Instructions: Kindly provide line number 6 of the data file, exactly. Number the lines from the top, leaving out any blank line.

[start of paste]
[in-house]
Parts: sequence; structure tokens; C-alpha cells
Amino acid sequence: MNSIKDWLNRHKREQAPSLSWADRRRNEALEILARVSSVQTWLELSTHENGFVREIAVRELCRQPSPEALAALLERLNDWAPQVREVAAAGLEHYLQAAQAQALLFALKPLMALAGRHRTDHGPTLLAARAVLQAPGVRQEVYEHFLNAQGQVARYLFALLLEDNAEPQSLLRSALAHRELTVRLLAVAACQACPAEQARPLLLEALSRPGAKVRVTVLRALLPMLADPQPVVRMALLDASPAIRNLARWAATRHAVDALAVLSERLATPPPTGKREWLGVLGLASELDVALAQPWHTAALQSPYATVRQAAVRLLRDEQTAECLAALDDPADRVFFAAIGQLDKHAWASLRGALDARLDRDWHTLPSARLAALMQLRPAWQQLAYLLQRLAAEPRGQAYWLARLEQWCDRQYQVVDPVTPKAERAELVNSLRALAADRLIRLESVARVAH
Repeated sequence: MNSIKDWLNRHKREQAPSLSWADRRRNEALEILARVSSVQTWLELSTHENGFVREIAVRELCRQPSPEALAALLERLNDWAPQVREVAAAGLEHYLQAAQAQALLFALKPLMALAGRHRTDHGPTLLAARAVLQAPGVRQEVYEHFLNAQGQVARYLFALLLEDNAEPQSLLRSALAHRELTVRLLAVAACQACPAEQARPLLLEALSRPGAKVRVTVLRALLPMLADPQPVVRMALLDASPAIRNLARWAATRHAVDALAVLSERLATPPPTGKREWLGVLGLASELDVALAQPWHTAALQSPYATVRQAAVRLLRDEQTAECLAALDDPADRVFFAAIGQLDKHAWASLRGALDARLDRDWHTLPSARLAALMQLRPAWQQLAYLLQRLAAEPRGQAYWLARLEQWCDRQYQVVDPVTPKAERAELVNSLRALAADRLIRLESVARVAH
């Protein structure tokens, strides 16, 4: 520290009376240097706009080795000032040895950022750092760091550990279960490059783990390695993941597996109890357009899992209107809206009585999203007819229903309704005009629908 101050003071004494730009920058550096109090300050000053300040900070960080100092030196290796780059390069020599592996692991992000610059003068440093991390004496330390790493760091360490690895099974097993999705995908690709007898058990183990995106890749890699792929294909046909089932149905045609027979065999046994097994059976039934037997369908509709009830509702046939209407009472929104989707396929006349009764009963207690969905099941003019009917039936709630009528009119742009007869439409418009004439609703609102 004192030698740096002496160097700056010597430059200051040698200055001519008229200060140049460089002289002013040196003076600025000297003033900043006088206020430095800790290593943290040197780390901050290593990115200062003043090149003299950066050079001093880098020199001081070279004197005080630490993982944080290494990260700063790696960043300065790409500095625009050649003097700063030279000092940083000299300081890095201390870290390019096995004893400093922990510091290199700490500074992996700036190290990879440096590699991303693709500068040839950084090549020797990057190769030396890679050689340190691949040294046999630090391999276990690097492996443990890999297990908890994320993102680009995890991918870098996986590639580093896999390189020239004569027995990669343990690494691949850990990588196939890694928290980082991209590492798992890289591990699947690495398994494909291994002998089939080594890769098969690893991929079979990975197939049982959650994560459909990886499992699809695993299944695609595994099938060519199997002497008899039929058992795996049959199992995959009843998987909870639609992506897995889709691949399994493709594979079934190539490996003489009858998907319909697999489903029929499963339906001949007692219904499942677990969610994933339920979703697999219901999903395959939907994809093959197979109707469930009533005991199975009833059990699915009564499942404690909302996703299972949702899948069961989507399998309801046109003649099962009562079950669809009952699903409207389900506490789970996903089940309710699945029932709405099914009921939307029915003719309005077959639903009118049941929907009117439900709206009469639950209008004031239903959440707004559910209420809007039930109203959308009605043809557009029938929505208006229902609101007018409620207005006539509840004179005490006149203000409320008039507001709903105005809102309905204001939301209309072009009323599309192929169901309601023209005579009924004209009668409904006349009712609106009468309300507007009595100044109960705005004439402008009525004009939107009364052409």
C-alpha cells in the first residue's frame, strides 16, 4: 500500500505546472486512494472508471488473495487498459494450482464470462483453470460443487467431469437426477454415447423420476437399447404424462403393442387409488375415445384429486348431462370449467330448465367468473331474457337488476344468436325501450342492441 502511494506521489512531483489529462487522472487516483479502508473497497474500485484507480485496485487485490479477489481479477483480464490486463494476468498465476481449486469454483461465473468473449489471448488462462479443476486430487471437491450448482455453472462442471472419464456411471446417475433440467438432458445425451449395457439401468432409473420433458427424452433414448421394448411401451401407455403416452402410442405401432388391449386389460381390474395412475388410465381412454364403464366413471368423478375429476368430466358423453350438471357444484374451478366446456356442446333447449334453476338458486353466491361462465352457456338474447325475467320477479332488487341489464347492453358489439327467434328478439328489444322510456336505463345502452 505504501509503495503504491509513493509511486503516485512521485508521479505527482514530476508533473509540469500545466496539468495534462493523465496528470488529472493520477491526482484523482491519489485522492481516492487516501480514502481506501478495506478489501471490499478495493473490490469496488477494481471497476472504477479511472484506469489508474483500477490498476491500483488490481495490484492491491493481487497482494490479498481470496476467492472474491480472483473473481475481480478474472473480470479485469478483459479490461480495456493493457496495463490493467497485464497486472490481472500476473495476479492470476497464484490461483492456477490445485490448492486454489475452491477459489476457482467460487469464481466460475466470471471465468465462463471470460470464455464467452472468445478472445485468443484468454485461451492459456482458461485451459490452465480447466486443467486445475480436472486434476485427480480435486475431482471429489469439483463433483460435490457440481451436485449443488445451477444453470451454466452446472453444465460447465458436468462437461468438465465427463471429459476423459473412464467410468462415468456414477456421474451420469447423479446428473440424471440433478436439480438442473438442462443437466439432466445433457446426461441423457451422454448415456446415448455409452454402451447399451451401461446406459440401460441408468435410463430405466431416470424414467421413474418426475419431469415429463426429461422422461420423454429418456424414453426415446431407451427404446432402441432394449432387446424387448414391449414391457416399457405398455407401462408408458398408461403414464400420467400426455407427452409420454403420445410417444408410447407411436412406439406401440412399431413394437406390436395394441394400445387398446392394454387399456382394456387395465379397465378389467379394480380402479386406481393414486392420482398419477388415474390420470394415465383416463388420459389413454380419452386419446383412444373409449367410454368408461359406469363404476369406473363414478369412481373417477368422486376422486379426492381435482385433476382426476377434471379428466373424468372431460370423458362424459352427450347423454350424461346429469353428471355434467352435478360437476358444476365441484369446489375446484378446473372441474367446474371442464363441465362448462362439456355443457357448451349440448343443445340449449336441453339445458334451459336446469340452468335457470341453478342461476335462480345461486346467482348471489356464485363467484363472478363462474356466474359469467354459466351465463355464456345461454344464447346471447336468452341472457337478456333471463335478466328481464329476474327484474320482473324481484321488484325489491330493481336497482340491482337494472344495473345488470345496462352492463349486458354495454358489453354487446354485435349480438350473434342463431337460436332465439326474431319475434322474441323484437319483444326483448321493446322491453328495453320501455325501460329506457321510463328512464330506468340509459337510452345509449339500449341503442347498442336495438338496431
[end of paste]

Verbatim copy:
C-alpha cells in the first residue's frame, strides 16, 4: 500500500505546472486512494472508471488473495487498459494450482464470462483453470460443487467431469437426477454415447423420476437399447404424462403393442387409488375415445384429486348431462370449467330448465367468473331474457337488476344468436325501450342492441 502511494506521489512531483489529462487522472487516483479502508473497497474500485484507480485496485487485490479477489481479477483480464490486463494476468498465476481449486469454483461465473468473449489471448488462462479443476486430487471437491450448482455453472462442471472419464456411471446417475433440467438432458445425451449395457439401468432409473420433458427424452433414448421394448411401451401407455403416452402410442405401432388391449386389460381390474395412475388410465381412454364403464366413471368423478375429476368430466358423453350438471357444484374451478366446456356442446333447449334453476338458486353466491361462465352457456338474447325475467320477479332488487341489464347492453358489439327467434328478439328489444322510456336505463345502452 505504501509503495503504491509513493509511486503516485512521485508521479505527482514530476508533473509540469500545466496539468495534462493523465496528470488529472493520477491526482484523482491519489485522492481516492487516501480514502481506501478495506478489501471490499478495493473490490469496488477494481471497476472504477479511472484506469489508474483500477490498476491500483488490481495490484492491491493481487497482494490479498481470496476467492472474491480472483473473481475481480478474472473480470479485469478483459479490461480495456493493457496495463490493467497485464497486472490481472500476473495476479492470476497464484490461483492456477490445485490448492486454489475452491477459489476457482467460487469464481466460475466470471471465468465462463471470460470464455464467452472468445478472445485468443484468454485461451492459456482458461485451459490452465480447466486443467486445475480436472486434476485427480480435486475431482471429489469439483463433483460435490457440481451436485449443488445451477444453470451454466452446472453444465460447465458436468462437461468438465465427463471429459476423459473412464467410468462415468456414477456421474451420469447423479446428473440424471440433478436439480438442473438442462443437466439432466445433457446426461441423457451422454448415456446415448455409452454402451447399451451401461446406459440401460441408468435410463430405466431416470424414467421413474418426475419431469415429463426429461422422461420423454429418456424414453426415446431407451427404446432402441432394449432387446424387448414391449414391457416399457405398455407401462408408458398408461403414464400420467400426455407427452409420454403420445410417444408410447407411436412406439406401440412399431413394437406390436395394441394400445387398446392394454387399456382394456387395465379397465378389467379394480380402479386406481393414486392420482398419477388415474390420470394415465383416463388420459389413454380419452386419446383412444373409449367410454368408461359406469363404476369406473363414478369412481373417477368422486376422486379426492381435482385433476382426476377434471379428466373424468372431460370423458362424459352427450347423454350424461346429469353428471355434467352435478360437476358444476365441484369446489375446484378446473372441474367446474371442464363441465362448462362439456355443457357448451349440448343443445340449449336441453339445458334451459336446469340452468335457470341453478342461476335462480345461486346467482348471489356464485363467484363472478363462474356466474359469467354459466351465463355464456345461454344464447346471447336468452341472457337478456333471463335478466328481464329476474327484474320482473324481484321488484325489491330493481336497482340491482337494472344495473345488470345496462352492463349486458354495454358489453354487446354485435349480438350473434342463431337460436332465439326474431319475434322474441323484437319483444326483448321493446322491453328495453320501455325501460329506457321510463328512464330506468340509459337510452345509449339500449341503442347498442336495438338496431